Time-kill studies were performed as previously described [77]. At time 0, antibiotics and inoculum were combined in cation-adjusted Mueller–Hinton broth (BD Diagnostics, Franklin Lakes, NJ) at various antibiotic concentrations based on multiples of each isolate’s MIC as determined through broth microdilution assays. Each tube was incubated at 35°C in ambient air on a platform shaker. Sterility, treatment, and no antibiotic growth controls were plated at 0-, 1-, 2-, 4-, 6-, and 24-hour time points, respectively. At each time point, the number of viable bacteria were quantified using the drop plate method [78] as a substitution for the CLSI spread plate method. Specifically, 10 μL drops of serial 10-fold serial dilutions of bacterial suspension were plated. As previously described [78], only drops with 3 to 30 colonies were counted. The limit of detection for this assay was conservatively set at 300 CFU mL−1 taking into account Poisson distribution considerations.

In vitro translation assays

Prokaryotic and eukaryotic nanoluciferase reporter constructs were constructed as follows: For the bacterial nanoluciferase (Nluc) reporter construct, a DNA fragment containing a 516-bp fragment from pNL1.1 Promega, (Madison, WI), including the NLuc open reading frame and Shine-Delgarno sequence and an upstream T7 promoter sequence (TAATACGACTCACTATAGG) was synthesized as a gBlock by IDT (Integrated DNA Technologies, Coralville, IW). The T7_Nluc fragment was then amplified using primer pairs, T7Nluc-F and T7NLuc-R (S11 Table), and ligated into the pCR XL TOPO vector (Invitrogen, Carlsbad, CA) to create pCR XL TOPO-T7NLuc (S5A Fig).

For the eukaryotic Nluc reporter construct, the Nluc open reading frame without the methionine initiation codon was amplified with primers, Nluc_BamHI-F and Nluc_PstI-R (S11 Table). The amplicon was digested with BamHI and PstI, cloned into similarly digested pT7CFE1-NFTag (#88865, Thermo Fisher, Waltham, MA) in frame with leading sequence and downstream of the vector IRES and T7 promoter sequences to create pT7CFE1-NLuc (S5B Fig).

Nourseothricin, S-D, and S-F were distributed to a 384-well black microplates (PHENIX Research, Swedesboro, NJ). For bacterial in vitro translation assays, E. coli S30 Extract System for Circular DNA (Promega, #L1020) and 100 ng of pCR XL TOPO-T7NLuc were then added to each reaction well, making use of the upstream vector, pLac promoter rather than the cloned T7 promoter for expression in the current studies. After incubation at 37°C for 60 minutes, an equal volume of PBS buffer with 1 μg/mL Nluc-specific furimazine substrate (AOBIOUS, Gloucester, MA) was added to each well, and luminescent signal was detected with an Infinite M1000 Pro (TECAN, Morrisville, NC) plate reader. Eukaryotic in vitro translation was performed with the TnT-T7 Quick Coupled Transcription/Translation System (# L1170, Promega). TnT master mix, 100 ng of pT7CFE1-NLuc plasmid DNA, and methionine were added to test wells per manufacturer’s instructions. After incubation at 30°C for 80 minutes, Nluc signal was detected as described above.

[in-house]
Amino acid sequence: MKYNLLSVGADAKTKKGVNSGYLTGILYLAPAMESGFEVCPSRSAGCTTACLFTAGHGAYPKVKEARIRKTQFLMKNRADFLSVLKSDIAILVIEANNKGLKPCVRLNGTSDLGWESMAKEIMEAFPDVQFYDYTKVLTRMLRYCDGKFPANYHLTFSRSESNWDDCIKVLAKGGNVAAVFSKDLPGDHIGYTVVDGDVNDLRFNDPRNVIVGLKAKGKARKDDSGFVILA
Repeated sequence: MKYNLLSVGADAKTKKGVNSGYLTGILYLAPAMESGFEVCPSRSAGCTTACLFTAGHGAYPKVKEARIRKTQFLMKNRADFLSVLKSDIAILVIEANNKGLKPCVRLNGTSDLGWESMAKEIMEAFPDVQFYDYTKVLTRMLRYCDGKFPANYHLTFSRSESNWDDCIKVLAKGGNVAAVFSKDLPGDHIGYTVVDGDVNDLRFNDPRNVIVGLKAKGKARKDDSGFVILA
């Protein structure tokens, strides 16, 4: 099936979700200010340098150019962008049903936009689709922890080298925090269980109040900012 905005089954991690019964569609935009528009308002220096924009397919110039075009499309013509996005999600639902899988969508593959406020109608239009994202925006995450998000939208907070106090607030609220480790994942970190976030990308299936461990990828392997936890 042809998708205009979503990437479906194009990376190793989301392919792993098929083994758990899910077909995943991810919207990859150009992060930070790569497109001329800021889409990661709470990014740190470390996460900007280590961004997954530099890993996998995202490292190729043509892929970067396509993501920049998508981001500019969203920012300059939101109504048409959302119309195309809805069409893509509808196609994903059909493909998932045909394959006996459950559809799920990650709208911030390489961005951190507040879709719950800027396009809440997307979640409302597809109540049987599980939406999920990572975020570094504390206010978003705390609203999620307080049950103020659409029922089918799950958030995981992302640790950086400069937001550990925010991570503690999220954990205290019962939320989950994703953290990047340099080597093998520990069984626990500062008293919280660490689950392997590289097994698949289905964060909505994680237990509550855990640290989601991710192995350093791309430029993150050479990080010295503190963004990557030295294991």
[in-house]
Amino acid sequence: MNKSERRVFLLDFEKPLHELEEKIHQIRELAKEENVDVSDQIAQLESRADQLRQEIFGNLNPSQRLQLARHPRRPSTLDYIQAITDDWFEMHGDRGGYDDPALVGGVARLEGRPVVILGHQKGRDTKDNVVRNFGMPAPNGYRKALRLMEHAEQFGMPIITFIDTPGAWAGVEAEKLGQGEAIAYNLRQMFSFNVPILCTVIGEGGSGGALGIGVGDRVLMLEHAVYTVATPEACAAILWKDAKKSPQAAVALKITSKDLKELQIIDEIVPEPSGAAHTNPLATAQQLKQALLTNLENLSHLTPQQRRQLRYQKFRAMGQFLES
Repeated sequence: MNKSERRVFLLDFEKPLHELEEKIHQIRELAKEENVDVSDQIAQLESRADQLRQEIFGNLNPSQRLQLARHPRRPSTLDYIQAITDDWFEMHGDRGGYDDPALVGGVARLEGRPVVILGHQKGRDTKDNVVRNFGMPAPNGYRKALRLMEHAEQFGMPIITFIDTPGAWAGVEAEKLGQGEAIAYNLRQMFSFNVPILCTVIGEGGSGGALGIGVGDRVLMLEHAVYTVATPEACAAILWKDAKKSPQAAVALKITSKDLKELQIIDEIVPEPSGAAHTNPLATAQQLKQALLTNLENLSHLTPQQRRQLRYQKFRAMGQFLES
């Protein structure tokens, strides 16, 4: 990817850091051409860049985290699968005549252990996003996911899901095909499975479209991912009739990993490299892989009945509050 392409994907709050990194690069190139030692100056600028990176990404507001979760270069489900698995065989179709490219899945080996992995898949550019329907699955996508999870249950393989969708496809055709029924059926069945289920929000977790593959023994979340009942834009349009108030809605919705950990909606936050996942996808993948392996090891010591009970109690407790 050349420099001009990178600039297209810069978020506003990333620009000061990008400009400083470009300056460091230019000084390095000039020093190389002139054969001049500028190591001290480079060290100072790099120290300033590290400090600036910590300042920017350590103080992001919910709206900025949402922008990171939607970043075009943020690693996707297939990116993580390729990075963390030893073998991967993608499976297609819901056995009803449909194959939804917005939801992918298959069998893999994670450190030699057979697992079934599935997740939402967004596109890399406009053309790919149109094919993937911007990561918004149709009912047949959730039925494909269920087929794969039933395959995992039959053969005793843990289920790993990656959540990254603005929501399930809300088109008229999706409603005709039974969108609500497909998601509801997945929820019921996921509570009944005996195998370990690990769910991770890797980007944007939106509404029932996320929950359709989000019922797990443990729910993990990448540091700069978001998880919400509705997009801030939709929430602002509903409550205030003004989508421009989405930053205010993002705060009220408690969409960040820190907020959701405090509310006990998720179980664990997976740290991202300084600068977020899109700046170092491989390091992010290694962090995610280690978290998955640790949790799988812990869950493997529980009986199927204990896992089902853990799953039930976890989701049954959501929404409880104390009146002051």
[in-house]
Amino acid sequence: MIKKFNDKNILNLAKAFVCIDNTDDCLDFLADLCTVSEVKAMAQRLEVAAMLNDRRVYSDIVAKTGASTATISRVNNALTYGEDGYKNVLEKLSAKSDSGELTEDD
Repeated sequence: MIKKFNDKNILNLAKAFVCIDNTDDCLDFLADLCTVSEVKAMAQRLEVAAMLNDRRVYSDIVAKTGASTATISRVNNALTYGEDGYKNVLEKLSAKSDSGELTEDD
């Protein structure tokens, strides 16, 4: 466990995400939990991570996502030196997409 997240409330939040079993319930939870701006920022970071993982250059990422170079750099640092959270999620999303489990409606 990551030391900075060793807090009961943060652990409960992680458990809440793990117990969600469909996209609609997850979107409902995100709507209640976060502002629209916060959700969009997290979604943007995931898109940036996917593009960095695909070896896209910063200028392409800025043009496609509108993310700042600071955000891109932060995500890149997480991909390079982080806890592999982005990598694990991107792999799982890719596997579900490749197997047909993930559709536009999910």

Neutropenic mouse thigh model

Mice were pretreated with cyclophosphamide and uranyl acetate and infected by injection of 106 CFU of the CRE Nevada strain AR-0636 suspended in 100 μL PBS into the thigh muscle [80]. Mice were then injected with streptothricin-F administered subcutaneously at the scruff of the neck (i.e., distant from the thigh) 2 hours postinfection and euthanized after 24 hours. Thigh tissue was excised and homogenized using a disposable tissue grinder (Fisher Scientific) in 1 mL cation-adjusted Mueller–Hinton broth. Homogenates were serially diluted, plated on Mueller–Hinton agar plates (Remel, Lenexa, KS), and incubated at 37°C overnight for CFU enumeration. Animal research was approved by the Beth Israel Deaconess Medical Center Institutional Animal Care and Use Committee under protocol # #044–2015.

Cryo-EM sample preparation

70S ribosomes were purified from A. baumannii (strain AB0057) using a sucrose cushion followed by sucrose gradient centrifugation [81] as we previously described [82]. Prior to cryo-EM grid preparation, ribosomes (0.1 μM) were incubated with 100 μM S-F or S-D for 2 hours. Cryo-EM samples were prepared by applying 3 μL of sample to graphene oxide-coated Quantifoil R1.2/1.3 grids, blotting for 15 seconds and plunge-freezing in liquid ethane using a Vitrobot (Thermo Fisher). Grids were then transferred into cartridges and stored in LN2 until data collection.

Cryo-EM data were recorded at a defocus range of −1 to −2.5 on a Titan Krios equipped with a K3 direct electron detector (Gatan). A total of 3,054 micrographs for S-F were recorded in superresolution mode at 105K magnification resulting in a physical pixel size of 0.848 Å (0.424 Å superresolution). Each image was collected over 40 frames with a total dose of 46 e/Å2 using SerialEM [83]. For S-D, 5,245 micrographs were recorded in superresolution mode at 81K magnification resulting in a physical pixel size of 1.08 Å (0.54 Å superresolution). Each image was collected over 40 frames with a total dose of 36 e/Å2 using SerialEM [83].

Cryo-EM data processing

For both S-F and S-D, image stacks were aligned and binned by 0.5 (0.75 for S-D) using patch motion and the contrast transfer function (CTF) was estimated by patchCTF in cryoSPARC v3 [84]. A subset of micrographs was picked using blob picker to create initial templates for template picking, after which an initial pool of 648,714 particles for S-F and 1,749,230 particles were generated for S-D. Particles were cleaned using 2D classification and used to solve initial ab initio volumes. A modified Build-and-Retrieve (BaR) approach [85] using these initial maps were used to retrieve particles from the initial stack, which, followed by 2D and 3D cleaning, resulted in a notable increase in particle counts for each structure. 70S classes were further separated based off of tRNA population using three-dimensional variability analysis (3DVA) in cryosparc [84]. Refinements of the 3 structures for both S-F and S-D (70S P-site, 70S E-site, and Empty 70S) were split into 3 separate local refinements based off of motions in the 70S ribosome; the 50S, 30S core, and 30S head (S7 Fig). After an initial round of local refinement, final maps were refined after Local and Global CTF fitting and a final round of local refinement with nonuniform sampling. Final locally refined densities were post-processed in relion [86], and composite maps were created using vop maximum in Chimera [87].

Model building and refinement

Previously determined structures of the A. baumannii ribosome [88] were used as starting models for the Ribosome-S-F and Ribosome-S-D complexes. Coot was first used to fit the initial model in the locally refined maps for each structure [89]. After initial modelling, only clear and complete densities found using the unmodeled blobs function in coot corresponding to S-F or S-D were modelled, resulting in S-F binding locations in the 30S head and 50S. In addition, only Mg2+ ions and coordinated waters that directly interact with S-F were included in the final model. Subsequent modelling and refinement were carried out in Coot [89] and phenix.real_space_refine from the PHENIX suite [90]. Final refinements were evaluated using MolProbity [91]. Final collection and refinement statistics are included in S7 and S8 Tables.